This morning we practiced our animal handling, cleaned out the rabbit pen, fed the pigs some carrots, collected the eggs and enjoyed some well earned hot chocolates.

This afternoon we mucked out the big chicken shed (a bit of a stinky job!), introduced some new chickens into the flock and herded them all into their freshly made beds.

Good work all round!! 🙂

 

Volunteering Stories

Ellie has been volunteering with us for 3 years.  She started as a weekend volunteer while she was still at school.  Now she attends SGS in Filton and comes to the Farm once a week for her work experience.  She doing  Animal Care Level 2 Diploma.

She says that the experiences she gained whilst volunteering at the Farm have definitely helped her deal with the transition from school to college and helped her get on her course.  Skills such as being able to work as part of a team, time management, the ability to use her initiative and to work on her own have been vital.

Ellie has also just started a job with British Home Stores at The Mall.  She says that volunteering at the Farm helped her get this job because they were impressed with her volunteering commitment and that she seemed very mature for her age.  The Farm also provided Ellie with a reference, which can be hard to come by when you’re young.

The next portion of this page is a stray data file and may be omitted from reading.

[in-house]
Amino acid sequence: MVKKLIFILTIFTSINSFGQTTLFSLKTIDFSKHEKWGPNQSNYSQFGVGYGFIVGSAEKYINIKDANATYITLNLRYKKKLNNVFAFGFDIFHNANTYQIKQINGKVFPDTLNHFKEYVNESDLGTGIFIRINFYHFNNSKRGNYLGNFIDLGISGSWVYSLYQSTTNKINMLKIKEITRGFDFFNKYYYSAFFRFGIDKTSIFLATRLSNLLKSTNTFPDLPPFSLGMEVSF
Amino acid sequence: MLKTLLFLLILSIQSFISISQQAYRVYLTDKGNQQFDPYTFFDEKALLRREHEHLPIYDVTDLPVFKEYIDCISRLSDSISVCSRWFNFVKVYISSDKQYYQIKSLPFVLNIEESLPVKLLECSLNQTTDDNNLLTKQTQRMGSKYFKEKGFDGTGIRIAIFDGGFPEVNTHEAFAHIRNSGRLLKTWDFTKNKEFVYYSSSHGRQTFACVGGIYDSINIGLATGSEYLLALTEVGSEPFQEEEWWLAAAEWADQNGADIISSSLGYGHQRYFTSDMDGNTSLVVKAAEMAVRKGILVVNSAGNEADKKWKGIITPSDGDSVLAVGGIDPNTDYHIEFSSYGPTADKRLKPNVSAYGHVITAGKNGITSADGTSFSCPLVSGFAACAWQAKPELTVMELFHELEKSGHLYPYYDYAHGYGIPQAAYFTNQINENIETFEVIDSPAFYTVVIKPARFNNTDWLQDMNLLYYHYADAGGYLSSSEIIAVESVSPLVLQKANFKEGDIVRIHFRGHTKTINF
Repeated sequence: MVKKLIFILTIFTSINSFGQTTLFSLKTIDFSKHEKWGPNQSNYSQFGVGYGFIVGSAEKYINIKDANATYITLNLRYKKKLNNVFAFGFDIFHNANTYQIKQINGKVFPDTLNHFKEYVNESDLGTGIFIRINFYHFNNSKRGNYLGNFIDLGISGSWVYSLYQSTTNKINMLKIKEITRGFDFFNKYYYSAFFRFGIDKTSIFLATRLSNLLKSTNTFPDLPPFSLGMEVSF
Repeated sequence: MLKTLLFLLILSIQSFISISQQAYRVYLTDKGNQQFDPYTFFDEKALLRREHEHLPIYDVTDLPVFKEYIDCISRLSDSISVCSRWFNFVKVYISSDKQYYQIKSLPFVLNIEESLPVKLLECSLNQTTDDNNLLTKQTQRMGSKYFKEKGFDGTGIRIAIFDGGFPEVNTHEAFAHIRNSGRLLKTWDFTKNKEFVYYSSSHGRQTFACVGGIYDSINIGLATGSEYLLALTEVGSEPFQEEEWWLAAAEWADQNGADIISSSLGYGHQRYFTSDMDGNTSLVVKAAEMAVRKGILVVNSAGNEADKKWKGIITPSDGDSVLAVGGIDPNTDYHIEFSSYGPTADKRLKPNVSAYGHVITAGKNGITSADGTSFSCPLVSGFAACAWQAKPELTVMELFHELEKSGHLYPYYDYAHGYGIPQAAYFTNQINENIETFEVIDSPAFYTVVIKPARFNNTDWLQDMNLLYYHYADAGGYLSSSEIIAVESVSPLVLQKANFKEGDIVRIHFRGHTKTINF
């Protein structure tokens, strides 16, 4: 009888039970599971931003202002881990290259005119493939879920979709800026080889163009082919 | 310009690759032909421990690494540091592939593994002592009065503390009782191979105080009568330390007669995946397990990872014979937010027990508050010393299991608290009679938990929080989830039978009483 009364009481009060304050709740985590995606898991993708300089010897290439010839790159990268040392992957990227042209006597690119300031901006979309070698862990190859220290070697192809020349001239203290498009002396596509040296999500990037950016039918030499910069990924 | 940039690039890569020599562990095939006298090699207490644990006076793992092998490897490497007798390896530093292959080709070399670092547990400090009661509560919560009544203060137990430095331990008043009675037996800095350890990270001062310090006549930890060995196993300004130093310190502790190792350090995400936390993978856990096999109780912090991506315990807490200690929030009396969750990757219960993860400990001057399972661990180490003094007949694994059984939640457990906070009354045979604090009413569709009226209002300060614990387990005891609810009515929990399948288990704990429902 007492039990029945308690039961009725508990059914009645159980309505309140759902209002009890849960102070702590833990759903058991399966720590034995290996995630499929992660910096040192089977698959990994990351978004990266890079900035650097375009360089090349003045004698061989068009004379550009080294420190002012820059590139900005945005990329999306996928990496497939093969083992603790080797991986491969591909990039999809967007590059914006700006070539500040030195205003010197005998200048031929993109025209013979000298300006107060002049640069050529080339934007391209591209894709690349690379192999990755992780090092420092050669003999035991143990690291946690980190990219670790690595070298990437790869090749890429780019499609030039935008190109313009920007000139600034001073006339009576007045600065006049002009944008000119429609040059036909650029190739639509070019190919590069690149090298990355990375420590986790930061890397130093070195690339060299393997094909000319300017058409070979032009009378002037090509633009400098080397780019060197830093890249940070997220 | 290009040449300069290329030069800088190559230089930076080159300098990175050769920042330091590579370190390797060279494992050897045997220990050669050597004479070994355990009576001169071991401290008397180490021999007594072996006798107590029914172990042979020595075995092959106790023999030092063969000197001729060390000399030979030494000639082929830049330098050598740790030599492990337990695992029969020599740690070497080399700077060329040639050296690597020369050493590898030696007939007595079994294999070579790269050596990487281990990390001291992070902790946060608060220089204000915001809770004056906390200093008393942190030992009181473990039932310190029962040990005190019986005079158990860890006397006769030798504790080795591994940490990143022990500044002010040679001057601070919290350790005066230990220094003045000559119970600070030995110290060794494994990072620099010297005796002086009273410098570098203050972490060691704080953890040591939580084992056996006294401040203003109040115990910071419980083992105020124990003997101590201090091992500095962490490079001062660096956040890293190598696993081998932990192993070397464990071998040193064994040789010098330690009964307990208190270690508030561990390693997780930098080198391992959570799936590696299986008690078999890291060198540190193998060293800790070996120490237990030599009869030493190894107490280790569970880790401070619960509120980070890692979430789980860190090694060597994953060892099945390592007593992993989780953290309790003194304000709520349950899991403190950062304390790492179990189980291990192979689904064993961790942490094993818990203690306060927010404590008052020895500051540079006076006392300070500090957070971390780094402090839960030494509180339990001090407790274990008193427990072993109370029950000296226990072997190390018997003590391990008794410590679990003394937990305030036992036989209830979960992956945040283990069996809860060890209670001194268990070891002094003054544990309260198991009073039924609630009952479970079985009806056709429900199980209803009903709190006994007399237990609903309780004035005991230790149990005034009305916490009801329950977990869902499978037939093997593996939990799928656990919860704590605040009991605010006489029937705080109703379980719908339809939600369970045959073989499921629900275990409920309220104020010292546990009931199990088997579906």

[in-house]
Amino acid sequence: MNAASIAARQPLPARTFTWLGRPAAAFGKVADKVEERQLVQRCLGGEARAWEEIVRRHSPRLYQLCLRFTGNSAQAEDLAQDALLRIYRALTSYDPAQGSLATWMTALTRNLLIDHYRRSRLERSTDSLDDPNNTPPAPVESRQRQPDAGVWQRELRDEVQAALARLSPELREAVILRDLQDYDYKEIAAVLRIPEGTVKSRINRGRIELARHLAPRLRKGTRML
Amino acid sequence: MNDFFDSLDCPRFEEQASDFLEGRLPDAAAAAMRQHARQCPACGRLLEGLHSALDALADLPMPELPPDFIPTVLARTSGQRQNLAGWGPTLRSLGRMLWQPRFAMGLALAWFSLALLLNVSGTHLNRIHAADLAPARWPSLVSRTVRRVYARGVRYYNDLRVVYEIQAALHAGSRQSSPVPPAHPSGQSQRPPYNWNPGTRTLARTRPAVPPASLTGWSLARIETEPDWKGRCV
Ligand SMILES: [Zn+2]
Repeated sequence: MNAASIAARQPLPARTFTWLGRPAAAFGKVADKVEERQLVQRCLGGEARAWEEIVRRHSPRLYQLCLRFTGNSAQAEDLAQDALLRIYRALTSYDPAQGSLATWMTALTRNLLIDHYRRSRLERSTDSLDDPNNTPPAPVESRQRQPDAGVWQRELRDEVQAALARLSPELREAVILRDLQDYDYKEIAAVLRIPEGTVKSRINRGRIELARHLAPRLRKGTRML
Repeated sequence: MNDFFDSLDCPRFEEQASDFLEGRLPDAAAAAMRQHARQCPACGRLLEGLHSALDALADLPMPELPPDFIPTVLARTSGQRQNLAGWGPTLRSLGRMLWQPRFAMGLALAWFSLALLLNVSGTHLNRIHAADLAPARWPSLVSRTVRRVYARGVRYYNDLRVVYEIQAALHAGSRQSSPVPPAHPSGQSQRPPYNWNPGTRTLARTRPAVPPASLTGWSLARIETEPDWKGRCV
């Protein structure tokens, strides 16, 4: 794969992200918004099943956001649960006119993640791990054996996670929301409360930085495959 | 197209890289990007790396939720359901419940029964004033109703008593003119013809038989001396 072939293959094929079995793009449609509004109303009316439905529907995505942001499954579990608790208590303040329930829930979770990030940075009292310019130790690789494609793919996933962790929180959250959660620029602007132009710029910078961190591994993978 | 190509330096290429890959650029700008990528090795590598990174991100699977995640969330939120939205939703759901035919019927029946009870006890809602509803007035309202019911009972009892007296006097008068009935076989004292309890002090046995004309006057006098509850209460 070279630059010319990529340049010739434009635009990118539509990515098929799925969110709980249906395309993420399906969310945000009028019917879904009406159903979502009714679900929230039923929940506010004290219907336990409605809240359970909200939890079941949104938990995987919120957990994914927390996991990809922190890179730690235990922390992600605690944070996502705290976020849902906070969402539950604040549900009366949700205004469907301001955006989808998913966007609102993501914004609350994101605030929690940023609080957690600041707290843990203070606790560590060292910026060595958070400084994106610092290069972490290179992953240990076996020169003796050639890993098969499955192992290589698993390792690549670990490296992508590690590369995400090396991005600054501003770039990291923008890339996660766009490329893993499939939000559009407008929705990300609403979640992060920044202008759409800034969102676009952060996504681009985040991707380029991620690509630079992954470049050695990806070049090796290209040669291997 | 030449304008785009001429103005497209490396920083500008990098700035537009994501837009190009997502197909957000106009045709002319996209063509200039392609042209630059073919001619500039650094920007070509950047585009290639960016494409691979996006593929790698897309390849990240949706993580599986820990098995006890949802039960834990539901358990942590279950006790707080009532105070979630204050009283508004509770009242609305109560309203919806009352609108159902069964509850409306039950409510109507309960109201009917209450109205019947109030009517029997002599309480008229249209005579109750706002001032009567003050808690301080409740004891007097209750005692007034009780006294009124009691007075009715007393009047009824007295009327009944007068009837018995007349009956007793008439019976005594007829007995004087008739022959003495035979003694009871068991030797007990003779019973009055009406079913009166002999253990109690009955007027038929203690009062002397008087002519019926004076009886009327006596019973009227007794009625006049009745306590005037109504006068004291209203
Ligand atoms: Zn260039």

Ellie still loves coming to the Farm and has always valued being treated as an adult and being given responsiblity.

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Cafe Build 5

The community cafe and training room is really taking shape now as the roof goes on and we can see how big it is.  There will be lots of room in the wifi connected training room to run all kinds of courses.  However, it won’t be just course based training taking place there,  the cafe and kitchen itself will be the focus of practical, work orientated learning.

First the roof timbers went on.

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Then a layer of wood panelling. The boxed holes are where the skylights will be.

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Insulation was put on and then the final roof cladding.

 

 

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Next trenches will be dug through the farm to connect the utilities to the building.  This will be carried out in a cut-and-cover manner to cause minimum disruption to the public and to continue to allow the movements of the animals.

 

Livestock Update

We are in the middle of our breeding plan for next spring at the moment. The Jacob sheep are pregnant and we have another ram with the other sheep at the farm, so we hope to have lambs being born over a few weeks from the end of February onwards.